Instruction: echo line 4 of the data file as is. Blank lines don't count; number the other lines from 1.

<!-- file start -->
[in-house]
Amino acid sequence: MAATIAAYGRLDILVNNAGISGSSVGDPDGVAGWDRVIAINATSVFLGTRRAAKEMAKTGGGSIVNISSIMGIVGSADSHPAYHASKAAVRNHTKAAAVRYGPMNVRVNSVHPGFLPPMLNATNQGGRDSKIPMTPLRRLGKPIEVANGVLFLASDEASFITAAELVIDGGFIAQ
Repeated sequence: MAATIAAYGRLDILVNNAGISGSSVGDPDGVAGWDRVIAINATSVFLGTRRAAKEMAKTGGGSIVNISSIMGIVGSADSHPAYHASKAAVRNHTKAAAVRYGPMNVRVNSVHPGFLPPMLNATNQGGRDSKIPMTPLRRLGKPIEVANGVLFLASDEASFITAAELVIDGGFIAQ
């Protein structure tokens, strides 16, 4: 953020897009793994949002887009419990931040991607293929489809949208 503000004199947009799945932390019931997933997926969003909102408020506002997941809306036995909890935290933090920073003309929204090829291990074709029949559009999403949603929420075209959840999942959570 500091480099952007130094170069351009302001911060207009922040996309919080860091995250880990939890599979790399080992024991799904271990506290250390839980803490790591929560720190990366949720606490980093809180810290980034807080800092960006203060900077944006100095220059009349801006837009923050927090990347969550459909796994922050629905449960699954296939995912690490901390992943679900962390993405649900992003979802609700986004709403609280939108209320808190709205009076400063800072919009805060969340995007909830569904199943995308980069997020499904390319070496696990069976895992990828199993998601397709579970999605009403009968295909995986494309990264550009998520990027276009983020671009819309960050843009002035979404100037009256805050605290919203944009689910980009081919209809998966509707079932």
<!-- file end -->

């Protein structure tokens, strides 16, 4: 953020897009793994949002887009419990931040991607293929489809949208 503000004199947009799945932390019931997933997926969003909102408020506002997941809306036995909890935290933090920073003309929204090829291990074709029949559009999403949603929420075209959840999942959570 500091480099952007130094170069351009302001911060207009922040996309919080860091995250880990939890599979790399080992024991799904271990506290250390839980803490790591929560720190990366949720606490980093809180810290980034807080800092960006203060900077944006100095220059009349801006837009923050927090990347969550459909796994922050629905449960699954296939995912690490901390992943679900962390993405649900992003979802609700986004709403609280939108209320808190709205009076400063800072919009805060969340995007909830569904199943995308980069997020499904390319070496696990069976895992990828199993998601397709579970999605009403009968295909995986494309990264550009998520990027276009983020671009819309960050843009002035979404100037009256805050605290919203944009689910980009081919209809998966509707079932």